Prahlāda Mahārāja says: "For all the proprietors of the body"—that means for everyone who has accepted this material body, all living entities—"that is the best thing." What is that? Sadā samudvigna-dhiyaṁ. And anyone who has accepted this material body, his symptom is that he is full of anxieties. This is the disease. To get this body, material body, means to remain always full of anxieties.
Either you become the first-class, I mean to say, executive head, President Johnson, or an ordinary man in the Bowery Street—everyone is full of anxiety. Not only human society but also bird society, beast society—everyone. Anyone who has got this material body, he's full of anxiety. But we want to get free from anxieties. That is our aspiration.
So Prahlāda Mahārāja suggests the remedy, how to become free from anxieties. He says, hitvātma-ghātaṁ gṛham andha-kūpaṁ. Ātma ghāṭam. Ātma means the soul, and ghāṭam means killing. Hitvātmā-ghāṭam gṛham andha-kūpaṁ. Andha-kūpa means blind well. Blind well . . . I do not know whether you have got experience. In India there are several old wells on the paddy fields, and they are covered with grass. Nobody can understand that there is a well underneath this, underneath this grass.
And if by mistake one comes there, he falls down, say hundred feet down. And it is covered with grass. Even if he cries, "Please save me, save me," who is going to save him? Sometimes cow and animals and men fall down in that way. If he's fortunate enough, somebody comes and rescues. Otherwise, generally, there is no rescue. Who is going to know that there is a man or there is an animal?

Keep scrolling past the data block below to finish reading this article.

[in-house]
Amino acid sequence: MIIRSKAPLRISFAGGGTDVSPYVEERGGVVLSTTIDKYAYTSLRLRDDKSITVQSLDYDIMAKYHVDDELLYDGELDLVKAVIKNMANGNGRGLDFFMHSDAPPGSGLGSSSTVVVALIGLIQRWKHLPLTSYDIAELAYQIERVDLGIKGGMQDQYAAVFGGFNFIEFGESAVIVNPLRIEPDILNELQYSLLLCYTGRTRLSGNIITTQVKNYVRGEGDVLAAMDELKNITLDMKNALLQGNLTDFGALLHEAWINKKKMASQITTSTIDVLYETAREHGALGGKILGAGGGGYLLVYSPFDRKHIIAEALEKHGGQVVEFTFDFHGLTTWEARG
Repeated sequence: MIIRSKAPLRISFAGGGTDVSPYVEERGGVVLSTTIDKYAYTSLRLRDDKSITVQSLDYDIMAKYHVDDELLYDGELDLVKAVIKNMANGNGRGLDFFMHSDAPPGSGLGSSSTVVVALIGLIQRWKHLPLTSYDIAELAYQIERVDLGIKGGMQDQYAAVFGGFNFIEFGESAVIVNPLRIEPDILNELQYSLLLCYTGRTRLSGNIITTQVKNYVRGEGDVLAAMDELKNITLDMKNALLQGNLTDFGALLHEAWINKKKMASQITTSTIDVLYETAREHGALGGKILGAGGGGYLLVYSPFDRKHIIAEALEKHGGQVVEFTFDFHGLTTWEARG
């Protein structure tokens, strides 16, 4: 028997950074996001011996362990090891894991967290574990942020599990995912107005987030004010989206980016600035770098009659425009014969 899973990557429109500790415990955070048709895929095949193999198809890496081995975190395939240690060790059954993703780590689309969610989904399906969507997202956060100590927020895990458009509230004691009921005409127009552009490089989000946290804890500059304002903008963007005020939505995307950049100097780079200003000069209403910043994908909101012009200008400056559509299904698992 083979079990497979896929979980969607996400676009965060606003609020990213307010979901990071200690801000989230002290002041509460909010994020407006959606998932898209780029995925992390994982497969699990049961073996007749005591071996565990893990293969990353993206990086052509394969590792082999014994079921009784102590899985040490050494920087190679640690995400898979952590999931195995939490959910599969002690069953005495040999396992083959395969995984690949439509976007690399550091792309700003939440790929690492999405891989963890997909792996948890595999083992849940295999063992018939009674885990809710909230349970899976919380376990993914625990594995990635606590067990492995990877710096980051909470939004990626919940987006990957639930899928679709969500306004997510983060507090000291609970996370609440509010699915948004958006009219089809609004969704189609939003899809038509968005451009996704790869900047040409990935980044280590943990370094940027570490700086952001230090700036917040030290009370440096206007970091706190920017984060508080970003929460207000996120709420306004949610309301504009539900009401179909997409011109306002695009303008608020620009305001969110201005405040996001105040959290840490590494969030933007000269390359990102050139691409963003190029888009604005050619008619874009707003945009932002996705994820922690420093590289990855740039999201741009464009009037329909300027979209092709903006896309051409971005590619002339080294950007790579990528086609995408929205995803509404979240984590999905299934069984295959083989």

So hitvātmā-ghāṭam gṛham andha-kūpaṁ. This material world is just like that blind well. If somebody falls down in it, it is very difficult to get out of it. Therefore it is ātmā-ghāṭam. Ātma-ghāṭam means killing the soul. How we are killing the soul? We forget that "I am spirit soul." Therefore almost every one of us is forgetful that "I am spirit soul. I am identifying with this body." And Prahlāda Mahārāja says because we have identified with this body, therefore we are always anxious, full of anxieties. And that is the fact.
Therefore the whole process of knowledge is . . . I think some of my student, she is present here. She asked me, "What is knowledge?" The knowledge is that, "I am not this body." This is knowledge. Knowledge does not mean that how you can manufacture nuclear weapon. That is not knowledge. That is illusion. Real knowledge is to know the simple fact that, "I am not this body." That's all. But that knowledge is very rare. And to acquire that knowledge, there are so many systems. That system is called self-realization.
There is yoga system, there is jñāna system, jñāna-yoga, dhyāna-yoga, karma-yoga. There are so many yoga systems simply to come to the platform of this knowledge that, "I am not this body." And as soon as one comes to this platform that, "I am not this body," then what happens to him? Brahma-bhūtaḥ, self-realization. And what is that self-realization? What is the symptom? How I can understand that one is self-realized? Prasannātmā. He's jolly. (laughter) The . . . so long we do not come to that platform of knowledge, we are full of anxieties. And as soon as we come to the platform of knowledge that, "I am not this body," the immediate symptom is joyfulness, prasannātmā.
How that prasannātmā is manifested? Everything is there. Na śocati na kāṅkṣati. Śocati means lamentation, and kāṅkṣati means hankering. These two things will disappear. Śocati, if we lose something, then we lament, "Oh, I have lost so much money," "I have lost my son," "I have lost my service," and so many things. And kāṅkṣati, kāṅkṣati means, "I haven't got this, I want this, I haven't got this." These two kinds of diseases makes us always full of anxieties. Why you are anxious? For these two things, śocati and kāṅkṣati: lamentation for the loss and hankering after which we do not possess.